I think Harrison Butker is right: Women are wired to want to be wives and mothers | Opinion

When I told my youngest daughter that I was writing a column about women, without missing a beat, she said “That’s odd, you’re not a girl.” Our culture starts early in building the wall between men and women that Harrison Butker so cavalierly breached.

How dare a Catholic guy tell young ladies at a Catholic school some Catholic stuff about being Catholic women in our fallen, sinful and profoundly not Catholic world.

His trespass on the sacred domain of doctrinaire feminism was such an offense that hundreds of thousands of people are calling for Butker to be fired by the Kansas City Chiefs where he is some kind of kicker. Even the National Football League had to take time away from America’s favorite sport to say it does not agree about the proper role of Catholic wives and mothers.

Well, I am no longer Catholic, but let me say from a more secular point of view, Butker (and God) are right. Most women will be happier if they lean into the vocation of wife and mother. That is what they are wired to want and be.

For most women, the idea that you can have career and family without sacrificing one for the other is a mirage. It is true that for many women, being a wife and homemaker is financially unrealistic, but that does not change the fact that they’d be happier if they could.

Men and women are 12% to 24% happier if they are married. Women are even happier if they are married and have children — “40% reported they are ‘very happy,’ compared to 25% of married childless women, and just 22% of unmarried childless women,” according to the Institute for Family Studies, a conservative-leaning think tank according to Media Bias/Fact Check.

Of course, there are exceptions. Plenty of women are happy in their careers. Happy without a man and babies. For my daughters, I want the freedom for them to choose if that is their calling. They, like all women, are individuals, not statistics.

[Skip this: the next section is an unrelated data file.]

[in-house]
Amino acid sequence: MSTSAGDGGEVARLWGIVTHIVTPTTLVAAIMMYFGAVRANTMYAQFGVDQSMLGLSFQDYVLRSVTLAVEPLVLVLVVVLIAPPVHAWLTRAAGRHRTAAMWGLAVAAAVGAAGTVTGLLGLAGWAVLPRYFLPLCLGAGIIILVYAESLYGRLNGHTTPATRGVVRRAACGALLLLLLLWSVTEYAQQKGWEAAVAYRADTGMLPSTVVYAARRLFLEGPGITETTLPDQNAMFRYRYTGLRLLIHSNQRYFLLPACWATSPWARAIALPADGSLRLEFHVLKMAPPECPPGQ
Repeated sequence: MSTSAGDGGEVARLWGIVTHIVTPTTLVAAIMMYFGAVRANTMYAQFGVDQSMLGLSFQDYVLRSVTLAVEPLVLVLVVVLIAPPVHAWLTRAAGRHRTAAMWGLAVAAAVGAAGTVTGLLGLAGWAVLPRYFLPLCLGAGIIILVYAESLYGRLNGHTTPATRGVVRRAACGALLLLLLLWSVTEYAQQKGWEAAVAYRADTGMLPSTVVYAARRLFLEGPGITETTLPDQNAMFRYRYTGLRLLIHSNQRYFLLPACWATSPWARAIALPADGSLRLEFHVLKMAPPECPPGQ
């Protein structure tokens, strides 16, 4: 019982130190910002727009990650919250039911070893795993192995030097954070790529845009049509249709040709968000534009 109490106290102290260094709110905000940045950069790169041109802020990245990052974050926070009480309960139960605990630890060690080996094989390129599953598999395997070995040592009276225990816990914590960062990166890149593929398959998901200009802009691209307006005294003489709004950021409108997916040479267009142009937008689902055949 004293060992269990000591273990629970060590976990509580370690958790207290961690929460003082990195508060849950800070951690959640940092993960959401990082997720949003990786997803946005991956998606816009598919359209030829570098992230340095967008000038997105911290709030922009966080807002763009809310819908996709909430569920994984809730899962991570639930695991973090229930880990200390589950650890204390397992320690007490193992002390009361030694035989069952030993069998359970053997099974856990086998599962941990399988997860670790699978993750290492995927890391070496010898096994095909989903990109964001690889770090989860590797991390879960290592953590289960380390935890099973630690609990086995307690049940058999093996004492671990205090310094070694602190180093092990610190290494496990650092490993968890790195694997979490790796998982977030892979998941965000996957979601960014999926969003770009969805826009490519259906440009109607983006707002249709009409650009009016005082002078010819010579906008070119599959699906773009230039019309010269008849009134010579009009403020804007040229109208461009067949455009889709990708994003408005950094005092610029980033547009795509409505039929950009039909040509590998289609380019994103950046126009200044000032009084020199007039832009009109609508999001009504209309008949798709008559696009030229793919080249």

But in our culture, the course of putting career over family has become the default and it is a recipe for the discontent that so wracks our nation. It is a sure source of unhappy children, too. Children are simply better off with a mom and dad and tradition.

Research shows that kids with a mom and dad are more likely to graduate from college and be upwardly mobile, along with a host of other advantages over kids born to the single moms who are increasingly common in our society. Moreover, while there is little rigorous research comparing kids raised by stay-at-home moms with those raised in typical day care settings, what there is shows negative consequences for too many hours spent in daycare.

It has become fashionable of late to say that gender is fluid and that men and women are. Interchangeable. No and no. Children need their moms to lean into what makes women special and for their dads to do the things at which men excel.

If you fight nature, the results are not going to be ideal. The largest study of peer-reviewed male-to-female transgender surgery recipients showed the suicide rate doubled after surgery.

People know this in their hearts. The physical reality of motherhood makes women vulnerable in a way most men will never face in their own lives. Women need a protector and provider and that’s how women vote.

Married women tend to vote with their husbands for Republicans and the tradition that serves them well. Women for whom things have not worked out with men vote for a daddy government to protect and provide.

In fact, as much as there is a gender gap in politics, there is a marriage gap according to Pew Research. Married men are 22 points more Republican and married women are 26 points more Republican than their never-married counterparts.

We’re all more than the sum of evolution and our genes. Women can be great leaders. Men can be great nurturers. But Butker told the young women of Benedictine College that it is not the way to bet.

The house usually wins — so do God and the nature he created.

David Mastio, a former editor and columnist for USA Today, is a regional editor for The Center Square and a regular Star Opinion correspondent. Follow him on X: @DavidMastio or email him at dmastio1@yahoo.com